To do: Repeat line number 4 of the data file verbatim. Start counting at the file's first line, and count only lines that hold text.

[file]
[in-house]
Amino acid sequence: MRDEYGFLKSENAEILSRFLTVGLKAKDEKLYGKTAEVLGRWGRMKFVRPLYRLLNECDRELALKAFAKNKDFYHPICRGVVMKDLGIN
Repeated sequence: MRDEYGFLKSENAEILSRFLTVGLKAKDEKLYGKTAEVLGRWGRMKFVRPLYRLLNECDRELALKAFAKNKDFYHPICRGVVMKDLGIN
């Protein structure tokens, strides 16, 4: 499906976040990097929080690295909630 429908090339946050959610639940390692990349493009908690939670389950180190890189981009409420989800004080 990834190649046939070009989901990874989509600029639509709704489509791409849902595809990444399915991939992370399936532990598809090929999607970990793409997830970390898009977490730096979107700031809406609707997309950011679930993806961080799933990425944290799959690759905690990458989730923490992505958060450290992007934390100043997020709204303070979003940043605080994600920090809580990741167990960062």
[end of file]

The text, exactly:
């Protein structure tokens, strides 16, 4: 499906976040990097929080690295909630 429908090339946050959610639940390692990349493009908690939670389950180190890189981009409420989800004080 990834190649046939070009989901990874989509600029639509709704489509791409849902595809990444399915991939992370399936532990598809090929999607970990793409997830970390898009977490730096979107700031809406609707997309950011679930993806961080799933990425944290799959690759905690990458989730923490992505958060450290992007934390100043997020709204303070979003940043605080994600920090809580990741167990960062």